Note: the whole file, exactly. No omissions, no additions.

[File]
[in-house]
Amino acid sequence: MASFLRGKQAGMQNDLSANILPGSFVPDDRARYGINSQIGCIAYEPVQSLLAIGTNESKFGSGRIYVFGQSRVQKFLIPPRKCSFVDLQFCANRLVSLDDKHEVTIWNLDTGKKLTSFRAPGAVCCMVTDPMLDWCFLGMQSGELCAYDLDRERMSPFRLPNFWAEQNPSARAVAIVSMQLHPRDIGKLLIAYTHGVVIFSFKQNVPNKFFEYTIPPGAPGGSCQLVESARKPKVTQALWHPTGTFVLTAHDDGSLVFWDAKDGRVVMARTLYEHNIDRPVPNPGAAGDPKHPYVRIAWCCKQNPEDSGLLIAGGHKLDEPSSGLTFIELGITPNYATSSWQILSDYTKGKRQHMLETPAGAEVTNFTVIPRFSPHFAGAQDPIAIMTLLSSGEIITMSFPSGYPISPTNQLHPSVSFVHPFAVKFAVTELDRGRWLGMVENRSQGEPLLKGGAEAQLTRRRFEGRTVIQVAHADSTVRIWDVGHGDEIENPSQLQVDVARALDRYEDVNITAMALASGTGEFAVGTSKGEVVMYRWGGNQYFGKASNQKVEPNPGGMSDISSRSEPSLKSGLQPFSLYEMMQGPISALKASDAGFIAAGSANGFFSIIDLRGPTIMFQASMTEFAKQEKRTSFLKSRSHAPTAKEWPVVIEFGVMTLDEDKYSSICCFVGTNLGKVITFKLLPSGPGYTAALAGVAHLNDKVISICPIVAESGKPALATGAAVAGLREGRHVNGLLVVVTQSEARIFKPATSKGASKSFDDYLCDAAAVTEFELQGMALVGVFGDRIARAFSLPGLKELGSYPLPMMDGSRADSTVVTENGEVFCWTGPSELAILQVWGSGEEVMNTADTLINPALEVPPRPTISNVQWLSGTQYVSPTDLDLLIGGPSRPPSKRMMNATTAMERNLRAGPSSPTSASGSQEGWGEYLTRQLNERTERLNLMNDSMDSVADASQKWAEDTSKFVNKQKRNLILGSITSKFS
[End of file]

[in-house]
Amino acid sequence: MASFLRGKQAGMQNDLSANILPGSFVPDDRARYGINSQIGCIAYEPVQSLLAIGTNESKFGSGRIYVFGQSRVQKFLIPPRKCSFVDLQFCANRLVSLDDKHEVTIWNLDTGKKLTSFRAPGAVCCMVTDPMLDWCFLGMQSGELCAYDLDRERMSPFRLPNFWAEQNPSARAVAIVSMQLHPRDIGKLLIAYTHGVVIFSFKQNVPNKFFEYTIPPGAPGGSCQLVESARKPKVTQALWHPTGTFVLTAHDDGSLVFWDAKDGRVVMARTLYEHNIDRPVPNPGAAGDPKHPYVRIAWCCKQNPEDSGLLIAGGHKLDEPSSGLTFIELGITPNYATSSWQILSDYTKGKRQHMLETPAGAEVTNFTVIPRFSPHFAGAQDPIAIMTLLSSGEIITMSFPSGYPISPTNQLHPSVSFVHPFAVKFAVTELDRGRWLGMVENRSQGEPLLKGGAEAQLTRRRFEGRTVIQVAHADSTVRIWDVGHGDEIENPSQLQVDVARALDRYEDVNITAMALASGTGEFAVGTSKGEVVMYRWGGNQYFGKASNQKVEPNPGGMSDISSRSEPSLKSGLQPFSLYEMMQGPISALKASDAGFIAAGSANGFFSIIDLRGPTIMFQASMTEFAKQEKRTSFLKSRSHAPTAKEWPVVIEFGVMTLDEDKYSSICCFVGTNLGKVITFKLLPSGPGYTAALAGVAHLNDKVISICPIVAESGKPALATGAAVAGLREGRHVNGLLVVVTQSEARIFKPATSKGASKSFDDYLCDAAAVTEFELQGMALVGVFGDRIARAFSLPGLKELGSYPLPMMDGSRADSTVVTENGEVFCWTGPSELAILQVWGSGEEVMNTADTLINPALEVPPRPTISNVQWLSGTQYVSPTDLDLLIGGPSRPPSKRMMNATTAMERNLRAGPSSPTSASGSQEGWGEYLTRQLNERTERLNLMNDSMDSVADASQKWAEDTSKFVNKQKRNLILGSITSKFS